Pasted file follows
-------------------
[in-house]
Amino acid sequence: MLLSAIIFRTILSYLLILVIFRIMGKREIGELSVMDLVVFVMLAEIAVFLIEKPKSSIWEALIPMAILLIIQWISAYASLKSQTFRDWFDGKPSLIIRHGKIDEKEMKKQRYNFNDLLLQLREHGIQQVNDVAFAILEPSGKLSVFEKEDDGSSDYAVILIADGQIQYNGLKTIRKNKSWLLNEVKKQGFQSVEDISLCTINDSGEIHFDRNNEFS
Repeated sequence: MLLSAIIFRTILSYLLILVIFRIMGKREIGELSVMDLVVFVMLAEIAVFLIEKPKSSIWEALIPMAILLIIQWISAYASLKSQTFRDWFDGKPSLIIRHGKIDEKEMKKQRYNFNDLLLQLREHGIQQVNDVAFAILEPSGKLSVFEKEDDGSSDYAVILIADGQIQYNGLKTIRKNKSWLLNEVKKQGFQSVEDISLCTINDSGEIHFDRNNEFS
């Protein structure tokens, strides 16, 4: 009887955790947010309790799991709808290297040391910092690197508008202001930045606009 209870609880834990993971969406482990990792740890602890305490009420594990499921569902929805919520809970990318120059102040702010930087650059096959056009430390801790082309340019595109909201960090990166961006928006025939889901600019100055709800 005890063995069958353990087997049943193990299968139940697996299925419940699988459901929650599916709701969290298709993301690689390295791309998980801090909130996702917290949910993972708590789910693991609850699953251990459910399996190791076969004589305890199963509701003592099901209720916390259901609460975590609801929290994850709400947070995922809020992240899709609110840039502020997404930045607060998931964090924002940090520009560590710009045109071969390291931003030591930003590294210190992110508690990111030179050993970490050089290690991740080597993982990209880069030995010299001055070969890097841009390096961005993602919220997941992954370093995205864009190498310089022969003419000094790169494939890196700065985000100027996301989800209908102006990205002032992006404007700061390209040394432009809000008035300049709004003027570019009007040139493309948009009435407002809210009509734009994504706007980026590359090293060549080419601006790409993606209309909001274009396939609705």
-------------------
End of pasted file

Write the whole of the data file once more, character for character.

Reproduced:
[in-house]
Amino acid sequence: MLLSAIIFRTILSYLLILVIFRIMGKREIGELSVMDLVVFVMLAEIAVFLIEKPKSSIWEALIPMAILLIIQWISAYASLKSQTFRDWFDGKPSLIIRHGKIDEKEMKKQRYNFNDLLLQLREHGIQQVNDVAFAILEPSGKLSVFEKEDDGSSDYAVILIADGQIQYNGLKTIRKNKSWLLNEVKKQGFQSVEDISLCTINDSGEIHFDRNNEFS
Repeated sequence: MLLSAIIFRTILSYLLILVIFRIMGKREIGELSVMDLVVFVMLAEIAVFLIEKPKSSIWEALIPMAILLIIQWISAYASLKSQTFRDWFDGKPSLIIRHGKIDEKEMKKQRYNFNDLLLQLREHGIQQVNDVAFAILEPSGKLSVFEKEDDGSSDYAVILIADGQIQYNGLKTIRKNKSWLLNEVKKQGFQSVEDISLCTINDSGEIHFDRNNEFS
């Protein structure tokens, strides 16, 4: 009887955790947010309790799991709808290297040391910092690197508008202001930045606009 209870609880834990993971969406482990990792740890602890305490009420594990499921569902929805919520809970990318120059102040702010930087650059096959056009430390801790082309340019595109909201960090990166961006928006025939889901600019100055709800 005890063995069958353990087997049943193990299968139940697996299925419940699988459901929650599916709701969290298709993301690689390295791309998980801090909130996702917290949910993972708590789910693991609850699953251990459910399996190791076969004589305890199963509701003592099901209720916390259901609460975590609801929290994850709400947070995922809020992240899709609110840039502020997404930045607060998931964090924002940090520009560590710009045109071969390291931003030591930003590294210190992110508690990111030179050993970490050089290690991740080597993982990209880069030995010299001055070969890097841009390096961005993602919220997941992954370093995205864009190498310089022969003419000094790169494939890196700065985000100027996301989800209908102006990205002032992006404007700061390209040394432009809000008035300049709004003027570019009007040139493309948009009435407002809210009509734009994504706007980026590359090293060549080419601006790409993606209309909001274009396939609705």